Tips to Improve Your Video Call Meetings

After more than a year of video cocktail hours, family Zoom calls and virtual business meetings, you might feel like you’re a video conferencing pro, but there’s always room for improvement.

As COVID-19 restrictions across Canada begin to ease, you may have switched your focus back to in-person meetings. However, videoconferencing is here to stay. Whether your clients are looking to buy across the country, or you’ve shifted away from brick and mortar brokerages, video calls will be a part of your life, and business, for the foreseeable future.

If you need a refresher on video call etiquette, we have you covered.

Keep your online ID professional

If you’re using technology such as Zoom or WhatsApp, you’re able to change the way your name appears.

It might have seemed funny to change your username to your college nickname for your Friday night virtual happy hour, but don’t forget to change it back to your first and last name before your next client call. You don’t need to introduce your clients to Dr. Googs (yes, this was my nickname. I don’t want to talk about it).

Laptop and ring light on desk.

Show me the light!

Front-facing natural light is best. It evenly brightens your face evenly and makes your eyes pop. If you don’t have a window to sit in front of you can fake it.

Set up a lamp in front of your computer camera, or if you’re really serious, you can buy a ring light for less than $30.

Frame it

Position your camera so you’re in the middle of the frame, showing your upper body from about the waist up. This helps make the meeting feel more like an in-person conversation.

Keep your camera slightly about eye level. This will make it appear like you’re looking straight at the people on the call and make it feel more like an in-person meeting. Looking directly into your camera—instead of at your screen or at your little video frame—will also add to the intimacy of the call.

Tip: Place a Post-it Note, sticker or piece of tape beside your camera so you remember to look at it.

Young woman taking video call on laptop.

Consider your background

You don’t necessarily need to stage a specific background for your calls, but you want to make sure whatever is behind you doesn’t distract away from you. Make sure the space is clean and clutter is kept to a minimum. A neutral-coloured wall is ideal, but if you don’t have any empty walls make sure you would be proud to hang in your office anything featured in the background at home.

You can use a virtual background if you prefer, but they can come across looking like a cheesy commercial from the 1980s. If you’re stuck taking a call from your messy laundry room, consider using the blurred background feature instead.

Dress for success

You may be spending most of our time in loungewear these days, but if you’re meeting with a client online—especially for the first time—you still need to dress professionally. You can probably skip the tie, but don’t wear your favourite stained sweatpants. You may be seated, but if you need to get up during the meeting you don’t want to show off your fashion faux pas.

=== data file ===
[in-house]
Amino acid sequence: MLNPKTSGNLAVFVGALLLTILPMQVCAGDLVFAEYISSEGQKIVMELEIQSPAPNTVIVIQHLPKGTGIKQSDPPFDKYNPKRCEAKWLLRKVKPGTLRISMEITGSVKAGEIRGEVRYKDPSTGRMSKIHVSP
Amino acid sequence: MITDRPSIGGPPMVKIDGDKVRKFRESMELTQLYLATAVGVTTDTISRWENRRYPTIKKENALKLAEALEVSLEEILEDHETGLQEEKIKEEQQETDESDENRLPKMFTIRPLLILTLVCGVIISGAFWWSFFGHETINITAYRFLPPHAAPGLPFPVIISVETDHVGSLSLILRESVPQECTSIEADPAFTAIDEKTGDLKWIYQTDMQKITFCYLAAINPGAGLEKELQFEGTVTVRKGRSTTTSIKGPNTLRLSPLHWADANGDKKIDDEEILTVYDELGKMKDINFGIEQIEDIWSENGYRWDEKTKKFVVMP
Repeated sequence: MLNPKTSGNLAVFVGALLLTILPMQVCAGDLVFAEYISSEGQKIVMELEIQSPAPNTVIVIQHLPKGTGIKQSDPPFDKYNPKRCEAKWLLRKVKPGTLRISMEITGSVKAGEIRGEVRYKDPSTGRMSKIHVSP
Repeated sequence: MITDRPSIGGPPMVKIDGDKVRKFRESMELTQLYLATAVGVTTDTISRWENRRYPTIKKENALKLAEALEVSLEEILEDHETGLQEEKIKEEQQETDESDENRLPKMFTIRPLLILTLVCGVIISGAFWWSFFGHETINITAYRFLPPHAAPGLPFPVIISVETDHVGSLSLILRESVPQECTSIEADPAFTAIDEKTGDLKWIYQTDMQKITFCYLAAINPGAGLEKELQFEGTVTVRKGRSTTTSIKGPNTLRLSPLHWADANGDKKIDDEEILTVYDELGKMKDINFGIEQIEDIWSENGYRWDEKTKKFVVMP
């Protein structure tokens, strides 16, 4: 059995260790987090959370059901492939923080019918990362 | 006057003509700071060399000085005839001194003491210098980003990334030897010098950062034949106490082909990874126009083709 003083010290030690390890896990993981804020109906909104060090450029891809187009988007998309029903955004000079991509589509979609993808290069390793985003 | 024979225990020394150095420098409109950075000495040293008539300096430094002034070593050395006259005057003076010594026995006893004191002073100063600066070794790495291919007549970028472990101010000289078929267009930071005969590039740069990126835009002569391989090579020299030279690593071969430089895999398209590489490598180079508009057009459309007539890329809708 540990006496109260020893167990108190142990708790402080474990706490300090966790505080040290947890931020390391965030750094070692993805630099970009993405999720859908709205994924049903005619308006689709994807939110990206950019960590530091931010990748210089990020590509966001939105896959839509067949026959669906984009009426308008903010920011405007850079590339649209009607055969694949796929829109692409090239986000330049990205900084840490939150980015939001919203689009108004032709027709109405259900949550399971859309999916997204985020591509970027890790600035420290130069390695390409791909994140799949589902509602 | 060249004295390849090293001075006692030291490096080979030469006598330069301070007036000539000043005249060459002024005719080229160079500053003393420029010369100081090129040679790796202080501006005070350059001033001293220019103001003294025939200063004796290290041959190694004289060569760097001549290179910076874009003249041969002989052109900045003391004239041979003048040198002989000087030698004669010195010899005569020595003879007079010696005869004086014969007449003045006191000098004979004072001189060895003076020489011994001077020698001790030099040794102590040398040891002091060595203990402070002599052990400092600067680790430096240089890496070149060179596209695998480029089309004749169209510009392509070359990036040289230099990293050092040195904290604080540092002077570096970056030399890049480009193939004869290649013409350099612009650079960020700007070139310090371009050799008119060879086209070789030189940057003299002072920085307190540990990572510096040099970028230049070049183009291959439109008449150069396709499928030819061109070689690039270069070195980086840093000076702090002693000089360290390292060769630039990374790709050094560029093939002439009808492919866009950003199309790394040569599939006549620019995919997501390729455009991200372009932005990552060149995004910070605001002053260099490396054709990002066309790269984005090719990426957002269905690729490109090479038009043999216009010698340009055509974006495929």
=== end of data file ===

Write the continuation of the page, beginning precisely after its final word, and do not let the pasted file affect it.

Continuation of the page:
You should also avoid tank tops or low-cut shirts which could give the appearance of being topless on camera. Keep it business casual as much as possible.

Use a computer, not a smartphone

Smartphone apps may be convenient in a pinch but if you can work from your computer you have more control over the positioning, stability and battery life. It’s also easier to take notes or sort through paperwork when you are hands-free.

Man talking to computer screen.

Be mindful of audio

Always mute your microphone when joining a meeting, and only unmute when you are talking. Even if you’re alone in an empty house, there may be unexpected noises that could be picked up on the video call such as dogs barking, phones ringing or the running washing machine.

Using headphones with a built-in microphone will make you sound better than your device’s built in microphone. Headphones also help prevent feedback loops from your mic picking up other people talking.

If you usually take video calls in your office and find the room has an echo, try adding fabric to absorb sound. Think area rugs and drapes.

Tip: If you’re recording a podcast or some other audio file, you can hide under a heavy blanket such as a duvet to help with sound quality.

Quick tips

  • Use the hand raising feature on Zoom or Microsoft Teams to signal you’re ready to talk, while avoiding cutting people off.
  • Use the mute button when you aren’t speaking.
  • Check what tabs you have open before sharing your screen.
  • Use a wired connection when possible. Wi-Fi is also better than cellular data.
  • If you have several calls booked on Zoom, enable the Waiting Room feature.
  • If you’re hosting a brokerage meeting on Zoom or Microsoft Teams, try using breakout rooms to split participants into smaller meetings for team building exercises.  
  • You can record meetings on most video platforms, but make sure your client or audience knows before you hit the record button.

Did we miss your favourite video conferencing tip? Tell us in the Comments below.

Sarah Doktor brings her experience as a small-town journalist and national online editor to the Canadian Real Estate Association as a Communications Advisor. Sarah helps facilitate conversations between CREA and our members, boards, associations and the public via our online communities. She also helps coordinate the content presented to you here on the CREA Café. In her spare time, Sarah can be found at the gym, running on a trail or watching Netflix with her cat, Libby.


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